Friday, January 27, 2023 | Back issues
Courthouse News Service Courthouse News Service

Idaho Supreme Court tosses high bar for getting initiatives on ballot

Activists said the law would have made grassroots initiatives nearly impossible to get on the ballot.

(CN) — An Idaho law that required proponents of ballot initiatives to gather signatures from 6% of registered voters across all of Idaho’s 35 districts is unconstitutional and can’t be enforced, the Idaho Supreme Court has ruled.

Senate Bill 1110, which was signed into law by Republican Governor Brad Little this past April, came under heavy fire from activists who said the bill gave Idaho some of the strictest initiative qualifications in the nation and would have made most grassroots initiative efforts nearly impossible.

Two organizations, Reclaim Idaho and the Committee to Protect and Preserve the Idaho Constitution, led the charge in taking Idaho officials to court to see the law overturned. In a petition that originated from efforts to expand Medicare in the state and potentially marijuana legalization in one of the country’s most conservative states, the groups asked the court to sign off on a writ that would bar Idaho’s Secretary of State from enforcing the new restrictions.

In ruling issued Monday, Idaho Supreme Court Justice Gregory W. Moeller found the law violated the state constitution. Writing for the majority, Moeller said initiative and referendum powers are fundamental rights for Idahoans and the Legislature did not show what was to be gained by curtailing those rights.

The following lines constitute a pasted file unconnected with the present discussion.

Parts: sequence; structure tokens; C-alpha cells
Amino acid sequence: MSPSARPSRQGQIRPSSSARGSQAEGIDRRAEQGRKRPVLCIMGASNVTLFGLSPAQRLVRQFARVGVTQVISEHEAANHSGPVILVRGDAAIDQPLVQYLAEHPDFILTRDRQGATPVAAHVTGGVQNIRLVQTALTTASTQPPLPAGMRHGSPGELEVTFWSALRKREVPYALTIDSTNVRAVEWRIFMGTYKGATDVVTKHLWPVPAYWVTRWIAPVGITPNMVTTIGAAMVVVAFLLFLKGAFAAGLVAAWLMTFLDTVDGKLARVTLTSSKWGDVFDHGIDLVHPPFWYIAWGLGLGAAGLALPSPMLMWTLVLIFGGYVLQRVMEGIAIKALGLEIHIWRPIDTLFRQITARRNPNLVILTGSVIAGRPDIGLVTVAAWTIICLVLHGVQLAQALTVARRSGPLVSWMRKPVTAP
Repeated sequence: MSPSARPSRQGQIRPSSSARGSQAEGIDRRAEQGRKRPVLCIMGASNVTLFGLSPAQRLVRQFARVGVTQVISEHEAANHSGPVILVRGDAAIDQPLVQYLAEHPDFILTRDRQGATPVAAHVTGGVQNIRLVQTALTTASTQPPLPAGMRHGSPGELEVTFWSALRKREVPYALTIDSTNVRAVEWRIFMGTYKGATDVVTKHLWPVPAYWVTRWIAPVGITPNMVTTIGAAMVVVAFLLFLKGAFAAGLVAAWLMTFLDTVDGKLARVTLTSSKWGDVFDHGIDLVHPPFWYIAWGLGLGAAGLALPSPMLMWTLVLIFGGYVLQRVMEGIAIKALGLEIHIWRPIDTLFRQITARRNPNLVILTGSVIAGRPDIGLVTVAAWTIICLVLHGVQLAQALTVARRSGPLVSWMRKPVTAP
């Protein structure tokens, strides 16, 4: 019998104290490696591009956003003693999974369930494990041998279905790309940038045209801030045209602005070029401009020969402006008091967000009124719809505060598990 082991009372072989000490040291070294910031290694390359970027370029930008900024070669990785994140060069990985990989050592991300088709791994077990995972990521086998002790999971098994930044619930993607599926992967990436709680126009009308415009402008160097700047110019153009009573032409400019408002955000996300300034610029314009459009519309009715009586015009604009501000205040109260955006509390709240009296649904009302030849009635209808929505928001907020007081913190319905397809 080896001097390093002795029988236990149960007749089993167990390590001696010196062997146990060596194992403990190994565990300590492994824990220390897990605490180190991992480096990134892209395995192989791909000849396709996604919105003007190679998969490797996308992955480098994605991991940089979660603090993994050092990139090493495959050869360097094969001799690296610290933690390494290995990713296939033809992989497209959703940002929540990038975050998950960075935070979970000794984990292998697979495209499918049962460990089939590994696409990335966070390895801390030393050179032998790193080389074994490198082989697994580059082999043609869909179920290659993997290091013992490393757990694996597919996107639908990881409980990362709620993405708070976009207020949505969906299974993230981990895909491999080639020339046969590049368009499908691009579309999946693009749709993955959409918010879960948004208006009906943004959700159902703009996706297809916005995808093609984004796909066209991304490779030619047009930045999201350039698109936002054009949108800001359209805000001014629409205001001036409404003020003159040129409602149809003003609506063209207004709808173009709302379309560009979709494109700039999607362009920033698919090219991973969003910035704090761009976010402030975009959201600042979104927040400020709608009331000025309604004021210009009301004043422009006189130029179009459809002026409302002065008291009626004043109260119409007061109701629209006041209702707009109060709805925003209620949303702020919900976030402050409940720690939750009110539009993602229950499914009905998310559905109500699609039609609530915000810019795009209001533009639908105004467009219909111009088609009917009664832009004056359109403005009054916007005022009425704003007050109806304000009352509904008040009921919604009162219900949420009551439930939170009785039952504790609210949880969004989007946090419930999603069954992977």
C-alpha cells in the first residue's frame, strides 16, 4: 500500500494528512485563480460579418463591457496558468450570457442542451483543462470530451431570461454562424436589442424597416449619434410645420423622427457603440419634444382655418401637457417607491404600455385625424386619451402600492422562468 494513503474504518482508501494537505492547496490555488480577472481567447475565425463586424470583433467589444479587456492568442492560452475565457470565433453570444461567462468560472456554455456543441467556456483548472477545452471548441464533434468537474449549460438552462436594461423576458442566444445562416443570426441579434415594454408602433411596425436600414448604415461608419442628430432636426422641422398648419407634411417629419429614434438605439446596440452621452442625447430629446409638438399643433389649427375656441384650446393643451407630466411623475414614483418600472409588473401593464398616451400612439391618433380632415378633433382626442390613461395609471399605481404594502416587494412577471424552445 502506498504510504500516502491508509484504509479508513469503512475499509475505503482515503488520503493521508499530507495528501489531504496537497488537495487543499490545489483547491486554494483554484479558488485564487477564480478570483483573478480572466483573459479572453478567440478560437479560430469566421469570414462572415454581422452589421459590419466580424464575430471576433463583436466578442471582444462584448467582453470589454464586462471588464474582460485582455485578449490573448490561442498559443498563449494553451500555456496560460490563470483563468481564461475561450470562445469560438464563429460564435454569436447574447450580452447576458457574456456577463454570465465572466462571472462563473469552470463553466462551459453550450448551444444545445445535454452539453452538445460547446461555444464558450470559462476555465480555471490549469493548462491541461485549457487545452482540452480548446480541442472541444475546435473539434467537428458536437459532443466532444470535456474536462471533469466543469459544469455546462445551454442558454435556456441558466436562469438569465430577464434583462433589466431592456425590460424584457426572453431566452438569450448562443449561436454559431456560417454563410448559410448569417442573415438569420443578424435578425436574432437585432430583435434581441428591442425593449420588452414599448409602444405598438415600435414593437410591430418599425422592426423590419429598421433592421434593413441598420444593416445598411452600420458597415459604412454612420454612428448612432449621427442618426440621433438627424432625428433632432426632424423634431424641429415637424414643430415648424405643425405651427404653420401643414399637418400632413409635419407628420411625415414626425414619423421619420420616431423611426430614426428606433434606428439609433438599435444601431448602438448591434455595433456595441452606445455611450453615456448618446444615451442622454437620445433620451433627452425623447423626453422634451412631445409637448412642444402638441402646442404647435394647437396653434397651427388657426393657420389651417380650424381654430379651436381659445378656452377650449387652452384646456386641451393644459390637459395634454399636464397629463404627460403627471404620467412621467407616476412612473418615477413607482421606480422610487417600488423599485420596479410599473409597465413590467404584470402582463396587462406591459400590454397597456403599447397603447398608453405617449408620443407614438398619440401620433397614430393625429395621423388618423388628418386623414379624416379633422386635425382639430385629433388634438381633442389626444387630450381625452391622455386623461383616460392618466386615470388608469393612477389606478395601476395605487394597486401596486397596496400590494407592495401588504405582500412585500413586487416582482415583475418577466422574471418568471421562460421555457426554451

The judge further found that even if the Legislature could show the existence of some problem SB 1110 aimed to fix, its solution was too broad and not “narrowly tailored” to pass legal muster.

Luke Mayville, co-founder of Reclaim Idaho, the group that also successfully sponsored Medicaid expansion initiative in the state in 2018, said Monday’s ruling stands as an undeniable victory for Idahoans.

"Thousands of Idahoans will be breathing a sigh of relief," Mayville said in a statement. "Those of us directly involved in the case are ecstatic. It's an historic day. A fundamental right of the people of Idaho has been restored."

The plaintiffs asked the court to strike all geographic distribution requirements for signature-gathering, but the high court stopped short of that and instead restored the rules that were in place before the law took effect. Under those newly reenacted requirements, initiative proponents will need signatures from 6% of registered voters across just 18 of Idaho’s districts, not all 35.

The high court also struck a law that delayed the implementation of passed initiatives until July of the following year, finding that the measure also violated the people's right to bypass the Legislature to enact legislation.

Not everyone, of course, is happy with Monday’s order. Idaho House Speaker Scott Bedke, a Republican, said the law was passed to help bring smaller districts into the fold during ballot initiative debate and is disappointed to see it tossed.

“Members of the Idaho House Republican Caucus are disappointed at the Idaho Supreme Court’s decision limiting the voice of rural voters,” Bedke said. “These changes to the voter referendum/initiative process would’ve served to increase voter involvement and inclusivity, especially in the corners of the state too often forgotten by some. We believe that all the 35 legislative districts, every part of Idaho, should be included in this important process; unfortunately, the Supreme Court apparently disagrees.”

It's worth noting the governor himself, in signing the law earlier this year, acknowledged the new restrictions might not survive a legal challenge and said he was leaving it to the court to make the final call.

"Whether SB 1110 amounts to an impermissible restriction in violation of our Constitution is highly fact dependent, and ultimately a question for the Idaho Judiciary to decide,” Little said in signing the bill.

Justice Robyn Brody dissented in part regarding a standard of review point laid out by the majority, but also concluded that the challenged law should be invalidated.

Follow Carson McCullough on Twitter

Read the Top 8

Sign up for the Top 8, a roundup of the day's top stories delivered directly to your inbox Monday through Friday.

Loading
Loading...